The distant throb of the snow plough woke me at 3AM. I lay there dreaming of a certain moonlit wood and imagined snowflakes falling through the now leafless timber and alighting on my excessively decorated Bison Bushcraft backpack. Should I just go for it or would I join battle yet again with Southeastern Railways preferred “revised timetable” that equates to we’ll run a train if we feel like it. At 5AM the green tea was brewing and my kit, including snow chains, waited at the back door ready to hit the ice. Mayfair had lost!
Once onto the back roads the Defender’s tyres made a pleasing sound as they pushed through virgin powder. The headlights picked out a woodcock sitting in the middle of the road. It showed no signs of movement. I stopped the vehicle and walked to within 2ft before it fluttered into a tangle of alder. Was it nursing a puncture from single No. 7 shot or was it just weak with cold and the lack of accessible food? Guess I’ll never know.
I slipped into the estate wood and donned my Woolpower 200g balaclava as it began to snow again just as in my dream. Large flakes that fluttered like feathers in a fabric conditioner advert. I felt good. How could I afford to miss such a rare day of winter beauty and calm. With half an hour to go before full light I moved slowly towards my intended ambush point and soon spied my first target of the day. Quickly I scuttled to the nearest tree and prepared the Predator Sniper Styx. The fox ranged across the undulating meadow occasionally disappearing form view. All attempts to gain his attention by calling failed. The shot had to be now or the chance would be lost. I slipped my trigger finger from glove and held the crosshairs high on the shoulder. My only chance would be that spilt second when he next changed direction. I let the pin fall on 38.5 grains of Varget. Boom! A strange silence followed. I couldn't see the fox but new I had connected. Rather than move to my intended vantage point I spent a further half hour calling with a variety of open and closed reed predator calls. This proved unsuccessful but to have simply collected the fox immediately would be braking one of the golden rules of fox calling. Often you will get lucky and find another fox close by.
I moved to even higher ground just as the sun broke above the skyline spilling golden rays onto field after field of snow. Lone trees cast their lengthy skeletal shadows and horses looked strangely short until one realised their legs were lost in snow. I broke out the Leica 10 - 15 X 50's and glassed each woodland fence line then commenced a series of calls that I hoped would provide the next adrenaline rush. I was using a combination of calls that included 2 open reed types from Crit'R Call and a twin closed reed call from Zepps. The latter is called the "Rattler" and in a small wood can be so loud and alien as to frighten even me but, and here's the point, it gets results. Honest!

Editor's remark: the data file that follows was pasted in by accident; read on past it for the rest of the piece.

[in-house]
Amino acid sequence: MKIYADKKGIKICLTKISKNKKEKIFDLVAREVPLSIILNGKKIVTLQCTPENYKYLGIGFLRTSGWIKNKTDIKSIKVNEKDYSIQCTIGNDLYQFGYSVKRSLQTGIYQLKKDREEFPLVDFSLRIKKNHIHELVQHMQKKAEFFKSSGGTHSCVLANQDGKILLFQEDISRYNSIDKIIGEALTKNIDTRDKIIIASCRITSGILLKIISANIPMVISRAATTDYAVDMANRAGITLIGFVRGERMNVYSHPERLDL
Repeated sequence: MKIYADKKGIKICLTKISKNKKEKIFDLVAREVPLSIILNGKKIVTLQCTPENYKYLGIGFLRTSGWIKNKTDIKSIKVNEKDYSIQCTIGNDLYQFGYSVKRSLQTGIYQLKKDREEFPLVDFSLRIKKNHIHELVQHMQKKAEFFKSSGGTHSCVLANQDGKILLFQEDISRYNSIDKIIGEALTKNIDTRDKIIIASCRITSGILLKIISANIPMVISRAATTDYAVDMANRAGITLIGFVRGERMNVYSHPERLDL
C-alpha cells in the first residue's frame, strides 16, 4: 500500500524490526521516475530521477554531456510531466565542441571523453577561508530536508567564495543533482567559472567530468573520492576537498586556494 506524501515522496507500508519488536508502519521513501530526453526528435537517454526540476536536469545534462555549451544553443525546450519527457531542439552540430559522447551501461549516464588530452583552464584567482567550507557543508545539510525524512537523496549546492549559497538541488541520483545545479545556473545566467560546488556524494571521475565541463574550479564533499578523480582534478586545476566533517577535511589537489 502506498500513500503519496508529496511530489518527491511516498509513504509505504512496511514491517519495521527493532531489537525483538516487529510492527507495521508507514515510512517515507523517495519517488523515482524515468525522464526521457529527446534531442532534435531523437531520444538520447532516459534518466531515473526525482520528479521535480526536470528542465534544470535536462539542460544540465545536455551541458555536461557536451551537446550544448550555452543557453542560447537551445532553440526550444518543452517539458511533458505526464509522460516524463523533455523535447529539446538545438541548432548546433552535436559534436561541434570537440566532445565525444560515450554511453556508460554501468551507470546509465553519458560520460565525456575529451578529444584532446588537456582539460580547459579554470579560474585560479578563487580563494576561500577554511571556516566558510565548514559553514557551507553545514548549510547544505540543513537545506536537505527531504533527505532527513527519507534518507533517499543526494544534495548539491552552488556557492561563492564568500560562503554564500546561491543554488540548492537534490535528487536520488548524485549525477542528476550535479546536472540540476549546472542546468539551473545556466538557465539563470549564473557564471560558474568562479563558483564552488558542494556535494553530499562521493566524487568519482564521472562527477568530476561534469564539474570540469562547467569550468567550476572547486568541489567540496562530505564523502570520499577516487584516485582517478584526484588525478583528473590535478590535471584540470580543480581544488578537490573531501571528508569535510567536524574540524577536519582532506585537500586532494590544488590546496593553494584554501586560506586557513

Amazingly nothing appeared for over an hour and when I did pick up fur at 15 power it was in a field some 400 yards away. I toyed with the idea of a shot but this was one fox that had no intention of stopping. In the time it took to drop the crosshairs over the top of fur he was another half field away. I lowered the rifle and took in the view as the blinding sun provided an element of much needed warmth but sadly not to my extremities.
Soon 1 hour became 3 and at which point I'm ashamed to say this 52-year old was simply too uncomfortable to stay put. I just had to get some feeling back into my toes. I dragged the now stiffening fox back to the relative shelter of the woods just as another less kind type snow arrived. Finding a nice vantage point over a deep timber-filled ravine I prepared lunch. The soup tasted good and my whole body, including feet, now tingled with an inner warmth. Slipping the custom PRS between V sticks I commenced a series of calls on the smallest open reed. Keeping my lips and tongue well back on the the Crit'R Call Pee Wee's reed ensured a high pitched squeal associated with small mammals in distress. Using a variety of further calling techniques that involves opening and closing the port with hand; varying the amount of air and frequency and just about anything else that will add to the affect of a seriously upset rabbit, I soon heard the call of an interested jay and the mewing of a buzzard. Must be doing something right I thought but in truth calling hawks, owls and, of course, covides is relatively easy. At least that's what I've found.
10 minutes later I caught sight of a heavy dog fox's russet coat as he slipped silently through a tangle of fallen timber. Slowly he moved towards me in the most accommodating fashion. I didn't even need to re-adjust the rifle, just track him slowly with a slight movement of the wrist. As the mask came into view from behind a fallen branch the .25 calibre 85 grain Ballistic Tip made contact with fur at circa 3300fbs. The fox did not even twitch. Further calling failed to bring in another.
Suddenly I felt guilty and realised I had at least better check a few e-mails if my claim of "working from home" was to mean anything. My "snow day" was over.